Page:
But Driscoll’s god is a flimsy imitation of the one who honors the woman, the mother, the sister, as much as he wants to [supposedly] bestow all the power and glory upon the heads of young, middle class men.
February 17, 2009 9:45 PM
E. Thank you, M. I don’t think you wish me ill, and I appreciate you saying so. It just makes me incredibly sad and discouraged that the most common response in the church (in my experience, and in many others’) to those of us who point out areas or patterns of unhealthy/abusive/hurtful behavior, is to place the blame on us for speaking up.
The fact is, Mark Driscoll has harmed a lot of people, and he is delivering hate speech from one of the biggest and most influential pulpits on the west coast. (If you simply go online and listen to his podcasts, you’ll find evidence of this in abundance.) The reality is, a lot of people have gone to Mark Driscoll in exactly the scriptural manner you describe, and it hasn’t helped a bit, because he doesn’t listen, and he just keeps getting nastier. (I know one woman who went with her husband to talk with Mark Driscoll about some of his teachings. When she gently but firmly challenged him on a point, Mark Driscoll refused to speak with her, turned to her husband and said something to the effect of, “If you don’t shut your wife up, I will.” This is typical behavior for him.)
My letter was from two years ago. I believed then that a protest (which I wasn’t organizing, but did support) was the right thing to do because something needed to be done, and the Christians around Mark Driscoll weren’t doing anything to support those who had been hurt, to deal with Driscoll’s behavior, or even to find out more about what was happening and whether action of any kind needed to be taken. My letter was, as I explained at the time, not a personal attack; it was simply an attempt to get people to notice what has been happening at Mars Hill, to look into things more closely, and to hold Mark Driscoll accountable for his words and actions. Why did I think it was the Christian thing to do? Because Jesus was a defender of the harmed, the persecuted, the weak, the maligned, the attacked. Who has been more harmed, persecuted, weakened, maligned, or attacked in the church than women — and especially women who have tried to have a voice?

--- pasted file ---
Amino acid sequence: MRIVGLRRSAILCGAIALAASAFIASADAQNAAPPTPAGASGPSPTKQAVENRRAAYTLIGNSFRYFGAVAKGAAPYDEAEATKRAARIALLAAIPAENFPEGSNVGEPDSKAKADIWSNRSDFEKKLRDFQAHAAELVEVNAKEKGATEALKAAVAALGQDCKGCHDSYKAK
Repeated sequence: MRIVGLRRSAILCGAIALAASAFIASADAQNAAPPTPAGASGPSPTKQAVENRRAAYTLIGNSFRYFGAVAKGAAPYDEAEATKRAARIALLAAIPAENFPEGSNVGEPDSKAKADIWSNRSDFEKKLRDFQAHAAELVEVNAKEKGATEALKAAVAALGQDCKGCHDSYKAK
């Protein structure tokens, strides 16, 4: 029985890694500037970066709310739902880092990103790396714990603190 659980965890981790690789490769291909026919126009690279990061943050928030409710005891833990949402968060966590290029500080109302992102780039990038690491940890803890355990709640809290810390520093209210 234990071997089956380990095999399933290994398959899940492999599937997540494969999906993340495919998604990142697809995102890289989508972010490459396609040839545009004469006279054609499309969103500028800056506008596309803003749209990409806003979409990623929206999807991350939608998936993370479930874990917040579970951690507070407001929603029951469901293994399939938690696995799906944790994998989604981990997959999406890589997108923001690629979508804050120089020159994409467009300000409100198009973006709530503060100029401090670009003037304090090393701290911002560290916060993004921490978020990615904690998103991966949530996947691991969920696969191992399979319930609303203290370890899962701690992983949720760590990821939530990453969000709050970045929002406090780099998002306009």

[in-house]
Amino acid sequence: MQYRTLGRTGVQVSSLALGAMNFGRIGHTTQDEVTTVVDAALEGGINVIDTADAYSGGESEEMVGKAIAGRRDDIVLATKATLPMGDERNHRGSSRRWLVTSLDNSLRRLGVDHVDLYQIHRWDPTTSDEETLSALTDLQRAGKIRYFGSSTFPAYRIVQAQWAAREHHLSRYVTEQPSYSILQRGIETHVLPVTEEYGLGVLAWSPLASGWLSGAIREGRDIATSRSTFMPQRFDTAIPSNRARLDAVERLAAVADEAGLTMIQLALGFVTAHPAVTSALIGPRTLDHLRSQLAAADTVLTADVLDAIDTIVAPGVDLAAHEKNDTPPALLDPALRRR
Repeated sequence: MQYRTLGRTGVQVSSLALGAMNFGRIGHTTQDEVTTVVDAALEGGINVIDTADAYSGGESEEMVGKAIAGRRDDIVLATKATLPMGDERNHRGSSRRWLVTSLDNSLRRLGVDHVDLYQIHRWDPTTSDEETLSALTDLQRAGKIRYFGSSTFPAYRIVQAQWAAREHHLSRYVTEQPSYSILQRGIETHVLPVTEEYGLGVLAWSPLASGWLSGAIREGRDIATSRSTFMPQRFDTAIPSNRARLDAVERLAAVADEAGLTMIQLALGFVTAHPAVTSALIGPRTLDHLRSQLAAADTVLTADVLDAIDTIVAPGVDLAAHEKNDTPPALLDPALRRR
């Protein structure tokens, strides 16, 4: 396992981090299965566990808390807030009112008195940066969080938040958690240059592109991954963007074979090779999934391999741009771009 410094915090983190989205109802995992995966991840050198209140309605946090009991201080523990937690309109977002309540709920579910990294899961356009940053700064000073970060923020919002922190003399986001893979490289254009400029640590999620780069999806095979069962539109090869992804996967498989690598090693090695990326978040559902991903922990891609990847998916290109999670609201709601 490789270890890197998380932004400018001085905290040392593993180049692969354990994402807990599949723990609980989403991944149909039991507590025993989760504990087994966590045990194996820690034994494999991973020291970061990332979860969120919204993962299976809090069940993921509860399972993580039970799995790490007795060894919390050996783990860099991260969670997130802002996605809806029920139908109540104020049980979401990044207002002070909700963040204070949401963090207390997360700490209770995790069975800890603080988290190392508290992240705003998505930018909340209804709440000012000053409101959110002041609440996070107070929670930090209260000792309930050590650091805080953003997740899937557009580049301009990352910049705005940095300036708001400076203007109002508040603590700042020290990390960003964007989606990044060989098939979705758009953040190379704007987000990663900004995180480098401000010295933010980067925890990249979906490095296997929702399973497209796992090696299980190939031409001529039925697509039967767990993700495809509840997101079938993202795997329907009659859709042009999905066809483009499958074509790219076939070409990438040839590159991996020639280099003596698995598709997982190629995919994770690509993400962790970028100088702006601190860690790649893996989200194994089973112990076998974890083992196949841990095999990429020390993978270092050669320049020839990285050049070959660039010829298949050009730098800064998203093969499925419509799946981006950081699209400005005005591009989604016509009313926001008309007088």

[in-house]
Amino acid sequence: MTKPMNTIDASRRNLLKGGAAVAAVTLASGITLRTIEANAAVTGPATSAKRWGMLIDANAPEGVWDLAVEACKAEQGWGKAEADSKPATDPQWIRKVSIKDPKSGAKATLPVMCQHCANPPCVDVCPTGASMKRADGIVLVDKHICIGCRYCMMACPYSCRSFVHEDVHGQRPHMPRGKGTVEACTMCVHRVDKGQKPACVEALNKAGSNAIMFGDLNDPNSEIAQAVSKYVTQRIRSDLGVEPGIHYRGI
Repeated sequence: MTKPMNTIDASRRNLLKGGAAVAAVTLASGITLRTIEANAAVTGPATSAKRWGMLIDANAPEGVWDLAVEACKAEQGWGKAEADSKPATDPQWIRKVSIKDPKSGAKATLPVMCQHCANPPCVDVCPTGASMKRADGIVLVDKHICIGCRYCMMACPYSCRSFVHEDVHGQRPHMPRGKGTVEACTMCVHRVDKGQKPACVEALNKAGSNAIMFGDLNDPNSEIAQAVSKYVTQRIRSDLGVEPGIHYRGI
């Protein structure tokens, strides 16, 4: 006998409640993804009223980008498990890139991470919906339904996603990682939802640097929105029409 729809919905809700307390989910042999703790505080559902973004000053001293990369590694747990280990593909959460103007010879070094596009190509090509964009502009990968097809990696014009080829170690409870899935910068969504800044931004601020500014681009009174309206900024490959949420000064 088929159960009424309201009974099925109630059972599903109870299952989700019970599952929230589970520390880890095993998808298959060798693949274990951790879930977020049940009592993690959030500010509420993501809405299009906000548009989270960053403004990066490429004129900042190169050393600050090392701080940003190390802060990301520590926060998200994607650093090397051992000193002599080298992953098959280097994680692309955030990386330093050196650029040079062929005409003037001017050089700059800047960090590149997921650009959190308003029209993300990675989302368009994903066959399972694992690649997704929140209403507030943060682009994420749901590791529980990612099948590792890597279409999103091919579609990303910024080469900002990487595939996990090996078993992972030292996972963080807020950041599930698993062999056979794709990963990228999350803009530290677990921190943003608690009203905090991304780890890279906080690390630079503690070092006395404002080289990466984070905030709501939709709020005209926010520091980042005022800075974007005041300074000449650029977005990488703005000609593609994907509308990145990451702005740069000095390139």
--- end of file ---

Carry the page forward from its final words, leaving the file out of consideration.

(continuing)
I honestly don’t care what Mark Driscoll believes, except to the degree that he thinks those beliefs give him the right to mock, disparage, shame, and humiliate people — including, but not limited to, people like me. Ideally, it would be the people around him who would be gently challenging him to be a loving person, and to be his best self. Sadly, I stopped holding my breath for that to happen a long time ago.
Again, I appreciate the clarification. And I just want you to please consider that, when someone stands up to authority — in the church, and elsewhere — it may just be for a good reason. And it is certainly fine to question that person’s position — but I would hope that you would question the other side just as much. As you said, you don’t know me and you don’t know Mark Driscoll. The question then is, why (of the two of us) is he the one who got the benefit of the doubt? I don’t suggest that you answer that question here, or for me. But it is a question that I wish all the people who’ve defended Mark Driscoll, and/or have turned a deaf ear to those of us who are concerned, would ask themselves.
February 18, 2009 9:44 AM